Christmas, as anyone with fingers clawing at wrapping paper understands, is the celebration of the birth of Jesus in Bethlehem.

While Christmas needs no further introduction, a legend surrounding St. Nicholas, who became Santa Claus, occupied a parallel track.

When you pare away the myths, you're left with what amounts to coercion - of the positive type - to reward good behavior.

A collection of 10 iterations of Santa Claus is on display at the Calder Woods retirement center's library, acquired and donated by one of its residents, Evelyn Lord, who once served as mayor of Beaumont.

The collection, created by Carleen Faucett and Jane Covington over the course of 10 years - one Claus per year - is perhaps one of seven in the hands of private collectors. The makers kept a set for each of them and the rest went to "subscribers," Lord said.

"In western civilization, it seems a necessity to have a figure who rewards the good," Lord said.

As a girl growing up in Boston, Lord remembers receiving a lump of coal a time or two in the toe of the stocking she hung by the chimney with care.

That helps to explain the figure of "Black Peter," a fearsome-looking traveling companion of the good Mr. Claus. Black Peter kept the record books. And he had a quiver full of switches for the bad children.

His record book was titled "Das Kinder Verboten," which loosely translated means, "No soup for you."

Ancient Russia had its version in a figure called "Father Ice," whose power to withhold reward from the bad-behaving is cold. Really cold cold.

"Father Ice turned a screaming girl into a pillar of ice," reads a small pamphlet with Lord's Father Ice figure.

The medieval Santa Claus, from the early 12th century, notes that St. Nicholas had been a saint for 300 years and a legend for 600 years previously.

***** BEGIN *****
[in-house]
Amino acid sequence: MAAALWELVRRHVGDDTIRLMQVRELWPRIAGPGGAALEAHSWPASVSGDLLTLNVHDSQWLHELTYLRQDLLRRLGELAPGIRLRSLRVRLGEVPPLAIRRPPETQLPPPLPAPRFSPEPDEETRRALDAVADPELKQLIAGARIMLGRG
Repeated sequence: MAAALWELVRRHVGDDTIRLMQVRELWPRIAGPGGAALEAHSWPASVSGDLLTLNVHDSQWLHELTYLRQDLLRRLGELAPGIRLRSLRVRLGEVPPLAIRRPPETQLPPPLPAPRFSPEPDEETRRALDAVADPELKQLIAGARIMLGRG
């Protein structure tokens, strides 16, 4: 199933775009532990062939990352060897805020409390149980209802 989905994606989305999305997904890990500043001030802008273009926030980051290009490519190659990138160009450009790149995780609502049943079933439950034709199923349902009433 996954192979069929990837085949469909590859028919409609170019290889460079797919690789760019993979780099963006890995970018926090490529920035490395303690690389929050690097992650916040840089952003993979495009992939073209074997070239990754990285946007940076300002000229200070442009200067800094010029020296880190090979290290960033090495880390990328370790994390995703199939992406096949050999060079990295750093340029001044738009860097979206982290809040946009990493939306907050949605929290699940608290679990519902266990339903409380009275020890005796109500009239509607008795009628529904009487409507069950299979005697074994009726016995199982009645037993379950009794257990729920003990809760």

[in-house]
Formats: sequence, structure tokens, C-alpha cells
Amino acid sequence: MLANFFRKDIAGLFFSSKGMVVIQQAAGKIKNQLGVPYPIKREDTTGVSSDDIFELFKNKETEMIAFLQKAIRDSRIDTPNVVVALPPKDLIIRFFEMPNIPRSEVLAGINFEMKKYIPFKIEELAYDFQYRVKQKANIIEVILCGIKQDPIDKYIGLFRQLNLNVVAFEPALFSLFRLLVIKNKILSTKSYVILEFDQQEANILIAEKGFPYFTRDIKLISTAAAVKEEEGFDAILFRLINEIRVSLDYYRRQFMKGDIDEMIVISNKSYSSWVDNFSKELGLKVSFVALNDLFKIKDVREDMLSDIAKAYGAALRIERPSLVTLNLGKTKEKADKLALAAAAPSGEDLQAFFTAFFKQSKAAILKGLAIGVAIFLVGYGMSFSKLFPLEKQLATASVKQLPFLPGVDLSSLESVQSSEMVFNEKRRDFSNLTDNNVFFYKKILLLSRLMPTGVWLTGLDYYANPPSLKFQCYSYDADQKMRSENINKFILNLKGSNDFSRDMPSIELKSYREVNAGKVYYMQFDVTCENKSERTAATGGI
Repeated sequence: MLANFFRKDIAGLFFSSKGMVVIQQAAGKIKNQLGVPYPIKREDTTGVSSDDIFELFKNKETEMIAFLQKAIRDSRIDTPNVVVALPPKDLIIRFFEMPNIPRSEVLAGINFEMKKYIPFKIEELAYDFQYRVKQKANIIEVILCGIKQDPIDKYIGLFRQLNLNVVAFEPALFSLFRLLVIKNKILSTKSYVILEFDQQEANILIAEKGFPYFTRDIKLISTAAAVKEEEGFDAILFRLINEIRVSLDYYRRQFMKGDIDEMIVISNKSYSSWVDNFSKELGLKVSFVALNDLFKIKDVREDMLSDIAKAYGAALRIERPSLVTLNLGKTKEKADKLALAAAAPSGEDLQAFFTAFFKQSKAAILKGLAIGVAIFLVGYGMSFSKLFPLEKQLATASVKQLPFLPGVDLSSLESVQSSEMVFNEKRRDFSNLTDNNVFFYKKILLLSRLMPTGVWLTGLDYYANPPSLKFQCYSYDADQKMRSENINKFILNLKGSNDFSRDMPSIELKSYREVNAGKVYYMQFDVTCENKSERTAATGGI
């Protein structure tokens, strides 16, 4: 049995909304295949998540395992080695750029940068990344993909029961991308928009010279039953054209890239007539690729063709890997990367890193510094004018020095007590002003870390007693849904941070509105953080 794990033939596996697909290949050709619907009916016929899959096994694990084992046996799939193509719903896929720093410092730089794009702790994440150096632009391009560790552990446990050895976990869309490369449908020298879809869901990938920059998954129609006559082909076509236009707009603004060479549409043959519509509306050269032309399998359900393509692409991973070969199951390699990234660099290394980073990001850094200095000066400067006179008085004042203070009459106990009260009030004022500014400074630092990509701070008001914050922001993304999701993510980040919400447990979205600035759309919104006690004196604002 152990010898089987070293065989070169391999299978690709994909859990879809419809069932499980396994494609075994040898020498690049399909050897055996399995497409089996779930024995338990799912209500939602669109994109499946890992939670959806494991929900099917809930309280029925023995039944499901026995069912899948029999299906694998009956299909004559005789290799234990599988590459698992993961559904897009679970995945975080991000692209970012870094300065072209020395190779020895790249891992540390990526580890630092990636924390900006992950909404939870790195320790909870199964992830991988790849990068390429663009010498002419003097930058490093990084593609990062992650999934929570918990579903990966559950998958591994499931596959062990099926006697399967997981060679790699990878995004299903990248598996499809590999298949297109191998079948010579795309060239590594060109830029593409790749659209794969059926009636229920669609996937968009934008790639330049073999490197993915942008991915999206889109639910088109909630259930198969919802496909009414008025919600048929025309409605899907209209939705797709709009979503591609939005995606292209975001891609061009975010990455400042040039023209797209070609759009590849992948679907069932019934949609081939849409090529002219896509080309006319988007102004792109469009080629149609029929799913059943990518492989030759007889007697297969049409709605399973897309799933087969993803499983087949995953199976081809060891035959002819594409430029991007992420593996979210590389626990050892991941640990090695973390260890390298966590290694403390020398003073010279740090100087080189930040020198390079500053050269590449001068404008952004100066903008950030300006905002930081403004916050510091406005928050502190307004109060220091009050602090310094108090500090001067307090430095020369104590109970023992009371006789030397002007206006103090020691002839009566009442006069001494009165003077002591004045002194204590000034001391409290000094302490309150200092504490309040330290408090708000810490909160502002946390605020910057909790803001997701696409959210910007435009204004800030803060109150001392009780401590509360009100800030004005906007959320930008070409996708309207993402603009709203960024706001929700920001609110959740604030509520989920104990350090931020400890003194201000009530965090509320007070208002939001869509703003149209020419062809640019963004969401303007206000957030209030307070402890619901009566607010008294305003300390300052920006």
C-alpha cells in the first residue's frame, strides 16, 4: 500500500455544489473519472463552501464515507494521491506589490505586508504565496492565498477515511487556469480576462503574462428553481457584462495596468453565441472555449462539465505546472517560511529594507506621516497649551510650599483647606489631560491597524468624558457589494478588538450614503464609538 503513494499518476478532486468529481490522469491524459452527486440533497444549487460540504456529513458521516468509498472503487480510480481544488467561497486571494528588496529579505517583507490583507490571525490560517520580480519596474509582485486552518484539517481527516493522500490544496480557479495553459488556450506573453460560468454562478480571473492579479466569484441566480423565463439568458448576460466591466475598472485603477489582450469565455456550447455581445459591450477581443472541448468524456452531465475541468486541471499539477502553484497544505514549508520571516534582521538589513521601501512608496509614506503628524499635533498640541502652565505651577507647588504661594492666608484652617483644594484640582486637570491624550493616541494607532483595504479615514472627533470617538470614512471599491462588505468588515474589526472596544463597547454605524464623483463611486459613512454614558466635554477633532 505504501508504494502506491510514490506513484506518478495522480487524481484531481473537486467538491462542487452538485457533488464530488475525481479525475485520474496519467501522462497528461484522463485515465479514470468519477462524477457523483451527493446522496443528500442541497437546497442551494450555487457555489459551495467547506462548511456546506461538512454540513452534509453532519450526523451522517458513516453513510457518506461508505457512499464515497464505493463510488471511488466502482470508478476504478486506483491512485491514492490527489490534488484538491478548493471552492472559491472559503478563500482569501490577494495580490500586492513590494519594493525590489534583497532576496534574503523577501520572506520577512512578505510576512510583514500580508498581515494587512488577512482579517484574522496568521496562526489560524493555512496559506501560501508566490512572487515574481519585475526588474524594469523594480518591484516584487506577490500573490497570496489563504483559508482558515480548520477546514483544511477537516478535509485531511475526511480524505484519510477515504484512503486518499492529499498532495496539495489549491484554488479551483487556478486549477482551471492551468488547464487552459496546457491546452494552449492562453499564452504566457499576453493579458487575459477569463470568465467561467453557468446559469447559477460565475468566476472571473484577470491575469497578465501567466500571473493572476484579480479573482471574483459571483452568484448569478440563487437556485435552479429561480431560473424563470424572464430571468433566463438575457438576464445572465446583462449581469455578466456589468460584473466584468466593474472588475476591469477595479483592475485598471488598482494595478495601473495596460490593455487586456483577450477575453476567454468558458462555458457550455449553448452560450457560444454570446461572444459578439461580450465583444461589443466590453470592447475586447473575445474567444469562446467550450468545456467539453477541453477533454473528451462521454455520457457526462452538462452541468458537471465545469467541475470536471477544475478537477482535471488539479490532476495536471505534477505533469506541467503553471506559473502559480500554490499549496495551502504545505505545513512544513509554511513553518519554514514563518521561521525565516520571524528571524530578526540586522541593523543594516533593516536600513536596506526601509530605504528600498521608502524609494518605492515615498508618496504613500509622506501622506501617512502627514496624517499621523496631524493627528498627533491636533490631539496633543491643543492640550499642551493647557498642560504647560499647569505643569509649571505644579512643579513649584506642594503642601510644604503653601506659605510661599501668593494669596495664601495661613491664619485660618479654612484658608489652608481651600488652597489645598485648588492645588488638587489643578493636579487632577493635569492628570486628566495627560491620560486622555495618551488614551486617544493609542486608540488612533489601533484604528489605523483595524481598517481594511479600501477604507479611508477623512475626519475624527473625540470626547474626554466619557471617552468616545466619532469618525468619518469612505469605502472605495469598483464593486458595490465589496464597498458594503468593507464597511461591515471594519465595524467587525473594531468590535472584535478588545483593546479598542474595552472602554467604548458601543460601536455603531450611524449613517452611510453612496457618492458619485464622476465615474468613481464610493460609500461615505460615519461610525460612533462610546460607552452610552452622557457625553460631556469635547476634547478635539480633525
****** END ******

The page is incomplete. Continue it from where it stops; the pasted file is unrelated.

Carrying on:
He had the ability to fly, akin to the power of Odin, the Norse god. It is along one of those parallel tracks that the pagan mixed in with the birth of Jesus and his redemption for mankind on the cross in Jerusalem.

There is no consensus of what Saint Nicholas might have looked like, but scholars place him somewhere in Asia Minor, the area of the seat of the Byzantine empire.

Another figure, this time of a woman, is La Befana, who rose in Italy. Her legend is that she was invited by the wise men to witness the birth of Jesus, but she was reluctant, claiming she still had cleaning chores, which is why she is shown with a broom.

La Befana soon realized what she missed and to make up for it, she took gifts of fruit to children.

Lord, who last week turned 90, remembers an early Christmas when her parents surprised her with a big doll she wanted and her brother got a fire engine he could ride. When the gift wrap was pulled away, there was the doll, seated in the fire engine.

"We both got what we wanted," she said.

Lord's collection even includes a Mongol-Asian Santa Claus, who was brought to the East by the explorer Marco Polo in the early 14th century to the region ruled by Kublai Khan, grandson of Genghis. The Chinese Revolt in the late 14th century put an end to Santa in the East.

Kris Kringle is there, courtesy of the Germans and the name comes from Christkringl, the Christ Child.

On Christmas Day, Lord said she will be content to sit with her cat, Chloe. She will join the rest of her Calder Woods community for lunch and her collection will be on display, each adorned in rich vestments, until early January and then back they go to their place of safety until next Christmas.

"Adults understand Christmas," she said. "You need a mythical figure to reach a child."

Story courtesy of Dan Wallach and photo courtesy of Kim Brent, both with the Beaumont Enterprise. 

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